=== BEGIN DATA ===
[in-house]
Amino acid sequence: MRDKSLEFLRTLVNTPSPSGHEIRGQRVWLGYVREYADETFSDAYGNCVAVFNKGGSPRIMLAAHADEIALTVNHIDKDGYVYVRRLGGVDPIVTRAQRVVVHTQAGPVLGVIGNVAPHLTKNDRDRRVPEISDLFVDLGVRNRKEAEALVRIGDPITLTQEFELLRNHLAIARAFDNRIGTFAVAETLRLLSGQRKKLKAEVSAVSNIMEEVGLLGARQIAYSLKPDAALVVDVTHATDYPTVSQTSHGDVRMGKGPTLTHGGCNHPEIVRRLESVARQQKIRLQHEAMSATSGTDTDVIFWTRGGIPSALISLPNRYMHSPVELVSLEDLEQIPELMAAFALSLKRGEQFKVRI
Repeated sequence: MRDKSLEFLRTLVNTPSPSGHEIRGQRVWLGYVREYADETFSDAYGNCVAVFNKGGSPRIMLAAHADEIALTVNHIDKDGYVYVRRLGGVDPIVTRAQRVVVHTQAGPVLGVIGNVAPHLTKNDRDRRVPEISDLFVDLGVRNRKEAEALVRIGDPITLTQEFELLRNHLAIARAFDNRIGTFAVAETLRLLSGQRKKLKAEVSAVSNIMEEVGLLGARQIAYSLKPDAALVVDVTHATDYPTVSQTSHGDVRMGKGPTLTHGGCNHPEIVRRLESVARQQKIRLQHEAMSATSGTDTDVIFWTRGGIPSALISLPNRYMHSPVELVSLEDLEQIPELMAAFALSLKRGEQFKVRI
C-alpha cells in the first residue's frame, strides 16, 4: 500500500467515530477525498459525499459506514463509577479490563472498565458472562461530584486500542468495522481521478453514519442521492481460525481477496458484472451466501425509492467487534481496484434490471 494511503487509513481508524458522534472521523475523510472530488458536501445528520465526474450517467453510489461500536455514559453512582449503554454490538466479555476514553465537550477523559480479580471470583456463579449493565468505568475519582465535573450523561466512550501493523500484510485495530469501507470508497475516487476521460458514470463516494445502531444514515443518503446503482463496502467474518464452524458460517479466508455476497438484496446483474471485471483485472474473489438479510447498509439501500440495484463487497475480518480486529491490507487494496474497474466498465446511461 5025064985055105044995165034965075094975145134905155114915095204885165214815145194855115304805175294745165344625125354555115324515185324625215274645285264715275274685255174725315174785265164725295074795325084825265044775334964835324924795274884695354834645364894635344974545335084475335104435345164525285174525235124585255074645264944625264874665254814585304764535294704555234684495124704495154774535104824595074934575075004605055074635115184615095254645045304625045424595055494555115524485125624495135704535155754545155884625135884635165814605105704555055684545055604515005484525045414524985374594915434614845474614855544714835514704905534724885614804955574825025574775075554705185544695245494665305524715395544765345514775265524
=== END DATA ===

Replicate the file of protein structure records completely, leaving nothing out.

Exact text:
[in-house]
Amino acid sequence: MRDKSLEFLRTLVNTPSPSGHEIRGQRVWLGYVREYADETFSDAYGNCVAVFNKGGSPRIMLAAHADEIALTVNHIDKDGYVYVRRLGGVDPIVTRAQRVVVHTQAGPVLGVIGNVAPHLTKNDRDRRVPEISDLFVDLGVRNRKEAEALVRIGDPITLTQEFELLRNHLAIARAFDNRIGTFAVAETLRLLSGQRKKLKAEVSAVSNIMEEVGLLGARQIAYSLKPDAALVVDVTHATDYPTVSQTSHGDVRMGKGPTLTHGGCNHPEIVRRLESVARQQKIRLQHEAMSATSGTDTDVIFWTRGGIPSALISLPNRYMHSPVELVSLEDLEQIPELMAAFALSLKRGEQFKVRI
Repeated sequence: MRDKSLEFLRTLVNTPSPSGHEIRGQRVWLGYVREYADETFSDAYGNCVAVFNKGGSPRIMLAAHADEIALTVNHIDKDGYVYVRRLGGVDPIVTRAQRVVVHTQAGPVLGVIGNVAPHLTKNDRDRRVPEISDLFVDLGVRNRKEAEALVRIGDPITLTQEFELLRNHLAIARAFDNRIGTFAVAETLRLLSGQRKKLKAEVSAVSNIMEEVGLLGARQIAYSLKPDAALVVDVTHATDYPTVSQTSHGDVRMGKGPTLTHGGCNHPEIVRRLESVARQQKIRLQHEAMSATSGTDTDVIFWTRGGIPSALISLPNRYMHSPVELVSLEDLEQIPELMAAFALSLKRGEQFKVRI
C-alpha cells in the first residue's frame, strides 16, 4: 500500500467515530477525498459525499459506514463509577479490563472498565458472562461530584486500542468495522481521478453514519442521492481460525481477496458484472451466501425509492467487534481496484434490471 494511503487509513481508524458522534472521523475523510472530488458536501445528520465526474450517467453510489461500536455514559453512582449503554454490538466479555476514553465537550477523559480479580471470583456463579449493565468505568475519582465535573450523561466512550501493523500484510485495530469501507470508497475516487476521460458514470463516494445502531444514515443518503446503482463496502467474518464452524458460517479466508455476497438484496446483474471485471483485472474473489438479510447498509439501500440495484463487497475480518480486529491490507487494496474497474466498465446511461 5025064985055105044995165034965075094975145134905155114915095204885165214815145194855115304805175294745165344625125354555115324515185324625215274645285264715275274685255174725315174785265164725295074795325084825265044775334964835324924795274884695354834645364894635344974545335084475335104435345164525285174525235124585255074645264944625264874665254814585304764535294704555234684495124704495154774535104824595074934575075004605055074635115184615095254645045304625045424595055494555115524485125624495135704535155754545155884625135884635165814605105704555055684545055604515005484525045414524985374594915434614845474614855544714835514704905534724885614804955574825025574775075554705185544695245494665305524715395544765345514775265524